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Today’s Office Design Is Not What It Used To Be

“The reason we have offices hasn’t changed in a hundred years, but the way we accomplish work there has. Offices, fundamentally, are a work-oriented space made for people to accomplish their tasks.  But it wasn’t until 1911 that one individual, a man named Frederick Taylor, decided to streamline office work and compartmentalize tasks into discrete entities. Good for efficiency, bad for the people: repetitive tasks became the norm, and office design changed to discourage socialization. Taylor saw the office worker as lazy, developing the need for office controls and strong management surveillance.”

“Due to this change in attitude, in the early 1900’s office design started to move away from a social, flexible atmosphere into a rigid, compartmentalized structure, running more like an assembly line than a social space.  Taylor designed offices where managers in private offices looked out over employees working in a completely open space.  Utilitarian in nature, office art would have been regarded as unnecessary.”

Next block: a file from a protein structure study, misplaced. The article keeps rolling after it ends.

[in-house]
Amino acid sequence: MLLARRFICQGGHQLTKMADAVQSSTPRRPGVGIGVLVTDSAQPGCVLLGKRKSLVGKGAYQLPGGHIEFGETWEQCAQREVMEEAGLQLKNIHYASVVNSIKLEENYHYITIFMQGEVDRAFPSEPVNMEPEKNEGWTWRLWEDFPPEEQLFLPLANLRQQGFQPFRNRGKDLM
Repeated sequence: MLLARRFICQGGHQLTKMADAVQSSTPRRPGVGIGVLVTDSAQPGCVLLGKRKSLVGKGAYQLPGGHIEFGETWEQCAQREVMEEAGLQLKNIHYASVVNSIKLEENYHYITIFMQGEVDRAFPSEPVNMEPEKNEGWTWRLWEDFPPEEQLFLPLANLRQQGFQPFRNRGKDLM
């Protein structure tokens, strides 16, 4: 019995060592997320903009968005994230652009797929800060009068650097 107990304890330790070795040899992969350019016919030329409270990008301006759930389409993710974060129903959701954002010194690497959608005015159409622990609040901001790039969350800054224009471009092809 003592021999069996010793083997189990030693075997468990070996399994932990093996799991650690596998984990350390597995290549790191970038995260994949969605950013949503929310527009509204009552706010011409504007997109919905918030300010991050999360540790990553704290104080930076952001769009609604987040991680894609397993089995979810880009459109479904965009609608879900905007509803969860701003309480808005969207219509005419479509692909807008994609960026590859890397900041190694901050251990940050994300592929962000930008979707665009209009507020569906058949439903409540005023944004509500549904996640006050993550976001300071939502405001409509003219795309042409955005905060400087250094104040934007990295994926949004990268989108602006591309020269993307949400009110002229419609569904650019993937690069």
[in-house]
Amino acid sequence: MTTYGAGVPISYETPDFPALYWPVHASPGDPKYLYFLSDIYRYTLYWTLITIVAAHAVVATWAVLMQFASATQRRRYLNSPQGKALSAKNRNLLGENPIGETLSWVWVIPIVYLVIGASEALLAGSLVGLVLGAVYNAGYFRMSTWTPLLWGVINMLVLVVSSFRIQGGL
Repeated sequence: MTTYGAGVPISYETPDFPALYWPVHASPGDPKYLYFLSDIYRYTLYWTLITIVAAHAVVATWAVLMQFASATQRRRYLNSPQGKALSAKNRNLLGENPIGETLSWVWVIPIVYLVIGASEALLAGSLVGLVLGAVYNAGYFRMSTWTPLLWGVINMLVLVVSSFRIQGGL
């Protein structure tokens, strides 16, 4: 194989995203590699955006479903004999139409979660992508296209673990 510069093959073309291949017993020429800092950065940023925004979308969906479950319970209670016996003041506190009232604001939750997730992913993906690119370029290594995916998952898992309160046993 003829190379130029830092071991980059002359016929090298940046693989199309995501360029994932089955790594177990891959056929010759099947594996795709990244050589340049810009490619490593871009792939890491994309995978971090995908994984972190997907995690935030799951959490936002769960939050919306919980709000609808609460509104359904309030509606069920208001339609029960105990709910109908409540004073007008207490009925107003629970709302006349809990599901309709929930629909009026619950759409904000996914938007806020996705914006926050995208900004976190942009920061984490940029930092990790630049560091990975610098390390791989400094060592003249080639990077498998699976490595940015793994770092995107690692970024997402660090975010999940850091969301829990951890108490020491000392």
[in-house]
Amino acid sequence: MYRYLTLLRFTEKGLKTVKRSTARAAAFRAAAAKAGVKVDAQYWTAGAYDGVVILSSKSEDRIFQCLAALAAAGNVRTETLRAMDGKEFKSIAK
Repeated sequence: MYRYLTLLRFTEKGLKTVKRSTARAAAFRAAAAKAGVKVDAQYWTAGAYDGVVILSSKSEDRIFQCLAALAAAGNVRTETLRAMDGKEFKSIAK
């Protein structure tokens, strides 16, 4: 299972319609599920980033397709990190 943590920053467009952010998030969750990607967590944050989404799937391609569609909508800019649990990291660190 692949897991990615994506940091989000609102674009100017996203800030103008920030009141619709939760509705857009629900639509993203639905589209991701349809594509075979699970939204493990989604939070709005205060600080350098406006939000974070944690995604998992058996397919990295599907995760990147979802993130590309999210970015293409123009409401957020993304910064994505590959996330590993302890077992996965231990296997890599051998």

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About Scott Aughtmon (1872 Articles)
I’m author of the book 51 Content Marketing Hacks. I am also a regular contributor to and I am the person behind the popular infographic 21 Types of Content We Crave. I’m a business strategist, consultant, content creation specialist, and speaker. I’ve been studying effective marketing and business methods (both online and offline) since 1999. ===> If you would like to see ways that we could work together, then please click here to learn more.